There’s often a schoolyard mentality at work in the “Rocky” films’ portrayal of boxing: Rocky or Adonis face a bigger, badder bully, win the match because their hearts are bigger. taller and/or purer, and the adversary, now humbled, retreats into the shadows, never to be seen again. The ending of “Creed III,” in which Adonis comes out of retirement to defeat his childhood friend Dame and settle a decades-old beef — one that, honestly, Adonis is on the wrong side of — is a prime example of this. After Adonis’ explosive last-second win, the pair share a quiet moment of reconciliation in Dame’s locker room. The beef is called off and Dame’s seemingly vengeful desire to become heavyweight champion is seemingly over.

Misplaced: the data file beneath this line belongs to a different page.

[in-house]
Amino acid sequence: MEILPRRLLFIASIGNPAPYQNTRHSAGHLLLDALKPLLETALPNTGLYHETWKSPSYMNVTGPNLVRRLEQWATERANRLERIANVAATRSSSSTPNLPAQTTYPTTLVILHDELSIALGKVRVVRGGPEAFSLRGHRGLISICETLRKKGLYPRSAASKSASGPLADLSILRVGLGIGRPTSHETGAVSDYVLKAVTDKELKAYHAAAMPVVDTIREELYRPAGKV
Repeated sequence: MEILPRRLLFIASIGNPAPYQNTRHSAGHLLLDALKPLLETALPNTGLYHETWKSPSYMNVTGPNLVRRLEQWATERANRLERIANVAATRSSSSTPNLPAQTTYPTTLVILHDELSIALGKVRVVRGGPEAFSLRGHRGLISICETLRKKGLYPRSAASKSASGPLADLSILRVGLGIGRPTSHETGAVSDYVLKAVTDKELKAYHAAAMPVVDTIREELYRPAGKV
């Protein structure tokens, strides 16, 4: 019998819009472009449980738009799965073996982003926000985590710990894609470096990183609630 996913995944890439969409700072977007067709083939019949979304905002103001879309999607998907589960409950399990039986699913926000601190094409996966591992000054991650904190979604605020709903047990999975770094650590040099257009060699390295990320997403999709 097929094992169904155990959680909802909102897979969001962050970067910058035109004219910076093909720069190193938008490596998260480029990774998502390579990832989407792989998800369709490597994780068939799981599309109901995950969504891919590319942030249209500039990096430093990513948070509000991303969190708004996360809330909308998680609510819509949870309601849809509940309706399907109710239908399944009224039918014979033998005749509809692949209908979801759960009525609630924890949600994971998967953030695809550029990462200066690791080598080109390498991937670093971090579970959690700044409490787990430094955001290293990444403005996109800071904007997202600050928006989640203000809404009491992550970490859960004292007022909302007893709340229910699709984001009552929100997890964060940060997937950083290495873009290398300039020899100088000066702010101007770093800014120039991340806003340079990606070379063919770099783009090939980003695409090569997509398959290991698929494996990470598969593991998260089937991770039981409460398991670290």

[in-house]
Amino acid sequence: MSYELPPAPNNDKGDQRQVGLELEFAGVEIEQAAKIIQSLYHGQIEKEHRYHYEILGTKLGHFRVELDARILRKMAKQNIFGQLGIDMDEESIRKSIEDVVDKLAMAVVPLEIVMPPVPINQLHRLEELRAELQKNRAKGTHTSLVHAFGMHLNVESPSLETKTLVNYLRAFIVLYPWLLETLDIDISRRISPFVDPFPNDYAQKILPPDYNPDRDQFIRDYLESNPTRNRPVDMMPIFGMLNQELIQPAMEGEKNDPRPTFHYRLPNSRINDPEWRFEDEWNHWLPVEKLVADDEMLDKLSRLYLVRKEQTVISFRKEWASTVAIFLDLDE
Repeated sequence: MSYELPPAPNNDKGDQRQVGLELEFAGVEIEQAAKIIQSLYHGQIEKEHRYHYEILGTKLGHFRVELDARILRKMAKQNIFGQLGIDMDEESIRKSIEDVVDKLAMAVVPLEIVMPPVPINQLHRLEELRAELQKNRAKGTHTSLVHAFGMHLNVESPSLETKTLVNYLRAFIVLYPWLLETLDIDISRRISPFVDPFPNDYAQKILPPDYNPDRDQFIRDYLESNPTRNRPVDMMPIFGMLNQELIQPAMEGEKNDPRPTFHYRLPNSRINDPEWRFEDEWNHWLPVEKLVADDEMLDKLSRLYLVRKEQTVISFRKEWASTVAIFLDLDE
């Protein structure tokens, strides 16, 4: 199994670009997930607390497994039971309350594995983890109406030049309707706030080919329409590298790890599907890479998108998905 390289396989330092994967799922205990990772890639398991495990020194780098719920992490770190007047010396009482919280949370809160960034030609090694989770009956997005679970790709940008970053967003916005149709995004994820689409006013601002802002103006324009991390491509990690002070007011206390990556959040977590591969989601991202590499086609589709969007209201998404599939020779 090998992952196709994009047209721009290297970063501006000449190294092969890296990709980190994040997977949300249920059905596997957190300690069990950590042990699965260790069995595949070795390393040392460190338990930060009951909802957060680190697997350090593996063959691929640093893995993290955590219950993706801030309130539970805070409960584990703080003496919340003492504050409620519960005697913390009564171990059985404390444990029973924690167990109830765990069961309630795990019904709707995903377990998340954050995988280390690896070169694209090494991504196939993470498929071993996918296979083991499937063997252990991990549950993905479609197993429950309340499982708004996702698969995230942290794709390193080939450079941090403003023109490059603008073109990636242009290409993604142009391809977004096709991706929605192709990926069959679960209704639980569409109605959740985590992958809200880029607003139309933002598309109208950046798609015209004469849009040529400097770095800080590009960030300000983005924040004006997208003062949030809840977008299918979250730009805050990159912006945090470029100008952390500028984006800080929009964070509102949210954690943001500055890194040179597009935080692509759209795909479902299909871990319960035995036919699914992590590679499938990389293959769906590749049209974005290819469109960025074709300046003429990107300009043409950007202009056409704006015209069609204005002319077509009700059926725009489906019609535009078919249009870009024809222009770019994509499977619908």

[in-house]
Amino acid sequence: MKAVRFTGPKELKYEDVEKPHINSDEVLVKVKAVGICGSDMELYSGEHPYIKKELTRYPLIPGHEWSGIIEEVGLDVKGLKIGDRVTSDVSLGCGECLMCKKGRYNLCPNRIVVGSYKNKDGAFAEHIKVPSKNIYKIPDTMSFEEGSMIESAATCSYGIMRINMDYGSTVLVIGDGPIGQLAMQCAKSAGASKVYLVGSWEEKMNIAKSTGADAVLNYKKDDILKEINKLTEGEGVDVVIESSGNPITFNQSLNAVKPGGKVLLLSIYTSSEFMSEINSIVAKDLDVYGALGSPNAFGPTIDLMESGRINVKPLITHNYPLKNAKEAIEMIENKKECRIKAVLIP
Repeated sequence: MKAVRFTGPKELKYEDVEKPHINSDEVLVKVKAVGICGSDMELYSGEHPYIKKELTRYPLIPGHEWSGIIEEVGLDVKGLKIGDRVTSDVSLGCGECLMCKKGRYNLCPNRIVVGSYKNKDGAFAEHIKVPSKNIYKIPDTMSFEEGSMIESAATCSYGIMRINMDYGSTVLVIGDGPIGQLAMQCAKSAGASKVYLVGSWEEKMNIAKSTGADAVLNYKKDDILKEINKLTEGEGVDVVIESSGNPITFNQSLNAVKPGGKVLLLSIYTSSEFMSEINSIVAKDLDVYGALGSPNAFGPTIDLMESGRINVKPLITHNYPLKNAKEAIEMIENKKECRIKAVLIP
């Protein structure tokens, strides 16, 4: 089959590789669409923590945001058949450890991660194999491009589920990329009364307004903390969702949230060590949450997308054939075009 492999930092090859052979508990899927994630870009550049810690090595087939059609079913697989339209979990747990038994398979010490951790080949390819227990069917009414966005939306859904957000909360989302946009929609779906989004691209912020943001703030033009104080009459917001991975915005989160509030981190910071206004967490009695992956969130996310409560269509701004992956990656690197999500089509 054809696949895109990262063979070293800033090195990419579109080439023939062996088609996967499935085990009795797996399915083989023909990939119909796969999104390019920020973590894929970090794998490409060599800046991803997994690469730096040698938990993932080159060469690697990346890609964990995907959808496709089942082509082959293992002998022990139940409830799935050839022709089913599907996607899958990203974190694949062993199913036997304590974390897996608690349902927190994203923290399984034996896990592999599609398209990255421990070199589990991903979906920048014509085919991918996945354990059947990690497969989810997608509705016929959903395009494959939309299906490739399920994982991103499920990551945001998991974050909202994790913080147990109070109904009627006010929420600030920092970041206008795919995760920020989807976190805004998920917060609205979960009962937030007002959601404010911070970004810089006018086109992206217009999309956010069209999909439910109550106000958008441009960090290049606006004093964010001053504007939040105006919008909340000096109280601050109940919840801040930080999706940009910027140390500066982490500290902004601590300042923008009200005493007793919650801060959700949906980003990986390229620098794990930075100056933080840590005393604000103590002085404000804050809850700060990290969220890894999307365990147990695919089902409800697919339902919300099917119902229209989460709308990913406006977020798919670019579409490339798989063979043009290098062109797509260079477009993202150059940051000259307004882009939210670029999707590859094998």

It can serve as powerful drama, but a boxing ring is not a schoolyard; it’s an office. Dame, whatever his motives may have been, is no longer just a professional boxer, but a former (albeit very brief) unified world heavyweight champion, having beaten José Benavidez’s Felix Chavez in a dirty and crass match. earlier in the movie. . At the very least, a rematch between Adonis and Dame would be considered, or a rematch between Dame and Chavez. To its credit, the “Creed” series strives to make its boxing landscape more realistic, with an elite collection of heavyweights – Adonis, Viktor Drago, Pretty Ricky Conlan (Tony Bellew) – circling over a period of several years. If and when we see “Creed IV”, Dame could very well join their ranks.
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